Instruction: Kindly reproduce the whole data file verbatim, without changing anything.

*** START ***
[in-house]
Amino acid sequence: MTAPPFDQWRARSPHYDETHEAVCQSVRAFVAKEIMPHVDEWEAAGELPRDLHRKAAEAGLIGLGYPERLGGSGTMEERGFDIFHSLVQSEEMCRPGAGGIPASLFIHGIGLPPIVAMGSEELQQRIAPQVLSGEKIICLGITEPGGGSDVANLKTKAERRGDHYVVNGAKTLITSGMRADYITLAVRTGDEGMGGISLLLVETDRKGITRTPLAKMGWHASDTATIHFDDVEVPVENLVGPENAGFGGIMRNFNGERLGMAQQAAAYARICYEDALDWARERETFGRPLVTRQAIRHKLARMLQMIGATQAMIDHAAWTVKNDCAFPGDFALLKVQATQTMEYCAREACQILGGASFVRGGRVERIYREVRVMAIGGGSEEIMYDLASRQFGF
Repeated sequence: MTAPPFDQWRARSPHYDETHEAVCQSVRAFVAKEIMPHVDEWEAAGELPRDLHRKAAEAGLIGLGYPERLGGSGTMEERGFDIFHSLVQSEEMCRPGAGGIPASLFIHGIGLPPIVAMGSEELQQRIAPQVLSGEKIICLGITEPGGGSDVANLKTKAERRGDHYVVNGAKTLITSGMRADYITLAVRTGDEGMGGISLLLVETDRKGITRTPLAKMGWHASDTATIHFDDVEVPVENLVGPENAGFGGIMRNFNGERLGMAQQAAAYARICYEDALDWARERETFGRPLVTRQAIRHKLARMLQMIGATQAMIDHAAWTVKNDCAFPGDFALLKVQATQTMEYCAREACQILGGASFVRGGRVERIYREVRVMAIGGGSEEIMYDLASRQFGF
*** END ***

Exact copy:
[in-house]
Amino acid sequence: MTAPPFDQWRARSPHYDETHEAVCQSVRAFVAKEIMPHVDEWEAAGELPRDLHRKAAEAGLIGLGYPERLGGSGTMEERGFDIFHSLVQSEEMCRPGAGGIPASLFIHGIGLPPIVAMGSEELQQRIAPQVLSGEKIICLGITEPGGGSDVANLKTKAERRGDHYVVNGAKTLITSGMRADYITLAVRTGDEGMGGISLLLVETDRKGITRTPLAKMGWHASDTATIHFDDVEVPVENLVGPENAGFGGIMRNFNGERLGMAQQAAAYARICYEDALDWARERETFGRPLVTRQAIRHKLARMLQMIGATQAMIDHAAWTVKNDCAFPGDFALLKVQATQTMEYCAREACQILGGASFVRGGRVERIYREVRVMAIGGGSEEIMYDLASRQFGF
Repeated sequence: MTAPPFDQWRARSPHYDETHEAVCQSVRAFVAKEIMPHVDEWEAAGELPRDLHRKAAEAGLIGLGYPERLGGSGTMEERGFDIFHSLVQSEEMCRPGAGGIPASLFIHGIGLPPIVAMGSEELQQRIAPQVLSGEKIICLGITEPGGGSDVANLKTKAERRGDHYVVNGAKTLITSGMRADYITLAVRTGDEGMGGISLLLVETDRKGITRTPLAKMGWHASDTATIHFDDVEVPVENLVGPENAGFGGIMRNFNGERLGMAQQAAAYARICYEDALDWARERETFGRPLVTRQAIRHKLARMLQMIGATQAMIDHAAWTVKNDCAFPGDFALLKVQATQTMEYCAREACQILGGASFVRGGRVERIYREVRVMAIGGGSEEIMYDLASRQFGF